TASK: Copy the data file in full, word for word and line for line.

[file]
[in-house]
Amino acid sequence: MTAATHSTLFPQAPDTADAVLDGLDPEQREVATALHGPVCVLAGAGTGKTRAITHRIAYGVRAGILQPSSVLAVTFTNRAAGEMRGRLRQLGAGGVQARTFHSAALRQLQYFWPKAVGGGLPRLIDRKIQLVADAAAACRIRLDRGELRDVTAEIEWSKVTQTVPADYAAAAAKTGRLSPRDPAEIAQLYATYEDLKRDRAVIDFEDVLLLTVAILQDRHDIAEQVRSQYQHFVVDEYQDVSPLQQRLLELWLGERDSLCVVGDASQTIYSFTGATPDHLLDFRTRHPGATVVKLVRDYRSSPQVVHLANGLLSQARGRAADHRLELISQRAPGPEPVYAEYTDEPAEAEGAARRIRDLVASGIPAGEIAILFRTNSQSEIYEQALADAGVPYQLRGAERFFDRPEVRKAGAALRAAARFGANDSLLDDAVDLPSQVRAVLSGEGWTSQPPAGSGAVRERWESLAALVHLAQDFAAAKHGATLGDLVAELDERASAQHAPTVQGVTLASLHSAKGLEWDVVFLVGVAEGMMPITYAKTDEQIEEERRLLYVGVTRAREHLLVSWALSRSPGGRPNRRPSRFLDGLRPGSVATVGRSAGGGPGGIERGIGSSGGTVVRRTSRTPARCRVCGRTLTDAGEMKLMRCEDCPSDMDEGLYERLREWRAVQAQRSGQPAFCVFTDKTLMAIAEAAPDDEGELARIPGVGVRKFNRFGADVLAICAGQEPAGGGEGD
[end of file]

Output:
[in-house]
Amino acid sequence: MTAATHSTLFPQAPDTADAVLDGLDPEQREVATALHGPVCVLAGAGTGKTRAITHRIAYGVRAGILQPSSVLAVTFTNRAAGEMRGRLRQLGAGGVQARTFHSAALRQLQYFWPKAVGGGLPRLIDRKIQLVADAAAACRIRLDRGELRDVTAEIEWSKVTQTVPADYAAAAAKTGRLSPRDPAEIAQLYATYEDLKRDRAVIDFEDVLLLTVAILQDRHDIAEQVRSQYQHFVVDEYQDVSPLQQRLLELWLGERDSLCVVGDASQTIYSFTGATPDHLLDFRTRHPGATVVKLVRDYRSSPQVVHLANGLLSQARGRAADHRLELISQRAPGPEPVYAEYTDEPAEAEGAARRIRDLVASGIPAGEIAILFRTNSQSEIYEQALADAGVPYQLRGAERFFDRPEVRKAGAALRAAARFGANDSLLDDAVDLPSQVRAVLSGEGWTSQPPAGSGAVRERWESLAALVHLAQDFAAAKHGATLGDLVAELDERASAQHAPTVQGVTLASLHSAKGLEWDVVFLVGVAEGMMPITYAKTDEQIEEERRLLYVGVTRAREHLLVSWALSRSPGGRPNRRPSRFLDGLRPGSVATVGRSAGGGPGGIERGIGSSGGTVVRRTSRTPARCRVCGRTLTDAGEMKLMRCEDCPSDMDEGLYERLREWRAVQAQRSGQPAFCVFTDKTLMAIAEAAPDDEGELARIPGVGVRKFNRFGADVLAICAGQEPAGGGEGD